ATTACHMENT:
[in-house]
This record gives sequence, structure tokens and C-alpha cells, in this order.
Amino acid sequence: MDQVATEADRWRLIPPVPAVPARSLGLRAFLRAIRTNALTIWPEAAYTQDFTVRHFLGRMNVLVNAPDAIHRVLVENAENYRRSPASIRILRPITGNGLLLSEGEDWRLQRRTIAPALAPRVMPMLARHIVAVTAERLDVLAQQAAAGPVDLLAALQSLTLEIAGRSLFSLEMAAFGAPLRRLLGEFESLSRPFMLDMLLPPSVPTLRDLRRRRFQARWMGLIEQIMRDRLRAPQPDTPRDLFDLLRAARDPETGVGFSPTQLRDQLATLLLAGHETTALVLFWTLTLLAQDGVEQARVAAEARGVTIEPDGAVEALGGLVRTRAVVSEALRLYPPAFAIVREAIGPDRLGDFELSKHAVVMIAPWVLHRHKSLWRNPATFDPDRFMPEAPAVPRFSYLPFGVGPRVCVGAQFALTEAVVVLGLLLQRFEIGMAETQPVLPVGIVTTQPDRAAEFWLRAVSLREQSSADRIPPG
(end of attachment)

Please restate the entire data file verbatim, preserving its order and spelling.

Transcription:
[in-house]
This record gives sequence, structure tokens and C-alpha cells, in this order.
Amino acid sequence: MDQVATEADRWRLIPPVPAVPARSLGLRAFLRAIRTNALTIWPEAAYTQDFTVRHFLGRMNVLVNAPDAIHRVLVENAENYRRSPASIRILRPITGNGLLLSEGEDWRLQRRTIAPALAPRVMPMLARHIVAVTAERLDVLAQQAAAGPVDLLAALQSLTLEIAGRSLFSLEMAAFGAPLRRLLGEFESLSRPFMLDMLLPPSVPTLRDLRRRRFQARWMGLIEQIMRDRLRAPQPDTPRDLFDLLRAARDPETGVGFSPTQLRDQLATLLLAGHETTALVLFWTLTLLAQDGVEQARVAAEARGVTIEPDGAVEALGGLVRTRAVVSEALRLYPPAFAIVREAIGPDRLGDFELSKHAVVMIAPWVLHRHKSLWRNPATFDPDRFMPEAPAVPRFSYLPFGVGPRVCVGAQFALTEAVVVLGLLLQRFEIGMAETQPVLPVGIVTTQPDRAAEFWLRAVSLREQSSADRIPPG